Usherpa Blog - Preparing for the Coming Purchase Money Market
What lenders can do to get their LOs ready to succeed in the futureIf you’ve been in the mortgage business for more than a cycle or two, you’ve surely heard that the refinance boom is coming to an end. Having been active in this business since the 80s, I heard it first in the early 90s, then the late 90s, in 2005, then again in 2014, 2016 and 2020.
It hasn’t happened, but only a fool thinks it won’t.
Most recently it was Bankrate that called for the end of the refinance business, projecting interest rates rising to near 4% by year’s end and then rising past 4% in 2022. There just aren’t enough borrowers with higher interest rates to sustain the refinance business.
But that’s 2022! We’ve heard some people say this, but those people don’t realize how much work must be done to prepare today’s frontline mortgage loan originators to succeed in a purchase money market.
A salesforce woefully unprepared
I’ve talked to mortgage company CEOs from across the industry and every one of them is thinking the same thing. It’s keeping them awake at night. From the CEO to the branch manager, the conversations revolve around the same problem. Today’s LOs do not have the skills required to sell into a purchase money market.
Too many years of easy refinance business has eroded away any prospecting and closing skills that they brought to their positions. Many LOs have never had to sell into a purchase money market and have only a few business referral partners in their contact database.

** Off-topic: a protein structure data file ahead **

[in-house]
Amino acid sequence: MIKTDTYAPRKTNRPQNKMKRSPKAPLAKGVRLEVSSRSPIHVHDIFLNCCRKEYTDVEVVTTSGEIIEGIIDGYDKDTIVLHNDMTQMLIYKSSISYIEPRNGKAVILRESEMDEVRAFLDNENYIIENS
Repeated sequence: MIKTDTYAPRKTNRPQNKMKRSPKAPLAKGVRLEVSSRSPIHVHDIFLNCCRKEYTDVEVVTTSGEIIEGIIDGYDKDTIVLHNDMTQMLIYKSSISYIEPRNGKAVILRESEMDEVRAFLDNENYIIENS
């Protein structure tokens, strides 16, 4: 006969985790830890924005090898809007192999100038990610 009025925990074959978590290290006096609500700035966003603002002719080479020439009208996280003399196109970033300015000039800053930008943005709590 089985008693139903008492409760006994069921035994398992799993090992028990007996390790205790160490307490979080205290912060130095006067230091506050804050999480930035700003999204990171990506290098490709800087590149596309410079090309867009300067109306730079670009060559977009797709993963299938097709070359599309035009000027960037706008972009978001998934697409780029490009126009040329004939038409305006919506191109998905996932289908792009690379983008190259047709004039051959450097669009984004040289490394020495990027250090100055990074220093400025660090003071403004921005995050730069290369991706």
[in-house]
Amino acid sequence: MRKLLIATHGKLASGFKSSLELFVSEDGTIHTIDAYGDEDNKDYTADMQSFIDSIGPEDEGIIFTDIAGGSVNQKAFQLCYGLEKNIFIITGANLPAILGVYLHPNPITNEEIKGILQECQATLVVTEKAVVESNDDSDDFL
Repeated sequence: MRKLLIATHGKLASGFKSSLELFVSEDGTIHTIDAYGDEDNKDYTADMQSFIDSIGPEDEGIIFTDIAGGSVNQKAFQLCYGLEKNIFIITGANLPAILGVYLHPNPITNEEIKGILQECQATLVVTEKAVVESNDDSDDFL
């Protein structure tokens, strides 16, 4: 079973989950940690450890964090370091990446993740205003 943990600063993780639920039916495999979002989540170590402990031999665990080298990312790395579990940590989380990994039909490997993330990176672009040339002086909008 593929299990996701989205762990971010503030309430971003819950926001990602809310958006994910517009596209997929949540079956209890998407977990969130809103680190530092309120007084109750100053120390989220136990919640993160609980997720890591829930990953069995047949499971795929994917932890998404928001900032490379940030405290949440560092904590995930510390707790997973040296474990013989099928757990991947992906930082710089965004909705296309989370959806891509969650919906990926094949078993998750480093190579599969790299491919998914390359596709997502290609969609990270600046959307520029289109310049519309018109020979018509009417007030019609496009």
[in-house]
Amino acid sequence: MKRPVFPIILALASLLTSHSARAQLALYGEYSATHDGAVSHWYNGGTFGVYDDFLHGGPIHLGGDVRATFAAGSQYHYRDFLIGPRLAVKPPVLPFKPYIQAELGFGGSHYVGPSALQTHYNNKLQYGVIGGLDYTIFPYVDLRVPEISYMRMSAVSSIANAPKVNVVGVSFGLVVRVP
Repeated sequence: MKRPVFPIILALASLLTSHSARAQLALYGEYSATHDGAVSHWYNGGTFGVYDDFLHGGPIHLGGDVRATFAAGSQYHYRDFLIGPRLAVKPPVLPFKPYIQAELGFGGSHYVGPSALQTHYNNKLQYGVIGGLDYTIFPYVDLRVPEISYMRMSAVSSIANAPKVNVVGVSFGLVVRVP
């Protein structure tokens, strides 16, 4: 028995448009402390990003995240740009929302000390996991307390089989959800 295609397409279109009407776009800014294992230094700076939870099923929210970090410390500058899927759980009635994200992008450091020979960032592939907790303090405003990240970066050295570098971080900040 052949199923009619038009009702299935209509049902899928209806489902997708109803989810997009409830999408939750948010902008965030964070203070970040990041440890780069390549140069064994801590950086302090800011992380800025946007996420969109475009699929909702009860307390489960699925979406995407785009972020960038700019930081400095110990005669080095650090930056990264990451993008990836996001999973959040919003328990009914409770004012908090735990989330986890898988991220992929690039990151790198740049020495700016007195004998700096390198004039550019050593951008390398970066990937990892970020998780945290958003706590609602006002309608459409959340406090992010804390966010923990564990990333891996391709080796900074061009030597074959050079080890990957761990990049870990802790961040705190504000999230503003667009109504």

We’re not saying that today’s professional LOs can’t sell. Just that they haven’t had to do it for so long that it’s going to be very painful when the refi business ends. They aren’t used to talking to real estate agents and builders and picking up a box of donuts isn’t going to cut it.
Management has to be wondering if they should have planned better for this, but even a casual glance at their calendars over the past few years will reveal that every moment was spent keeping their companies in shape to close mortgage transactions. They’ve been so busy doing their jobs that it’s been impossible to do the work of preparing their sales staff to succeed when the easy days are over.
Unfortunately, when it comes there won’t be a lot of warning. Interest rates will rise above a certain level -- and the experts debate what that number is -- and the refinance business will stop like someone turned off the fire hose. The trickle that’s left will leave lenders scrambling.
But it doesn’t have to be that way.
Preparing the mortgage enterprise to sell
Selling in a refinance market is fairly straightforward from a compliance standpoint. The borrower comes in looking for a lower rate, the LO finds them a product with a lower interest rate and the loan processor takes over. I realize that this is a simplification. But compare that to a purchase money transaction.
Now, everything the LO says to the consumer is being monitored by federal regulators. There are traps all along the way and any misrepresentation can lead to serious problems. As lenders prepare their teams to sell, they must look at the sales process and all of the materials that go along with it from an enterprise perspective. There should never be a communication going out from a loan officer that the company hasn’t approved.
But no company can monitor every single piece of information that goes out. What they can do is pre-approve the materials and then make them available to loan officers on a platform that includes an audit trail. This means that the lenders who will succeed in the future will be using an enterprise-grade Customer Relationship Management (CRM) platform. Anything less will expose them to unacceptably high compliance risk.
What the lender needs is enterprise control while giving loan officers individual responsibility for how they use the pre-approved material.
But what material will loan officers need to be successful? We’ll cover this in the second part of this series!
Originally published in the August 2021 issue of Scotsman Guide - read the full article here.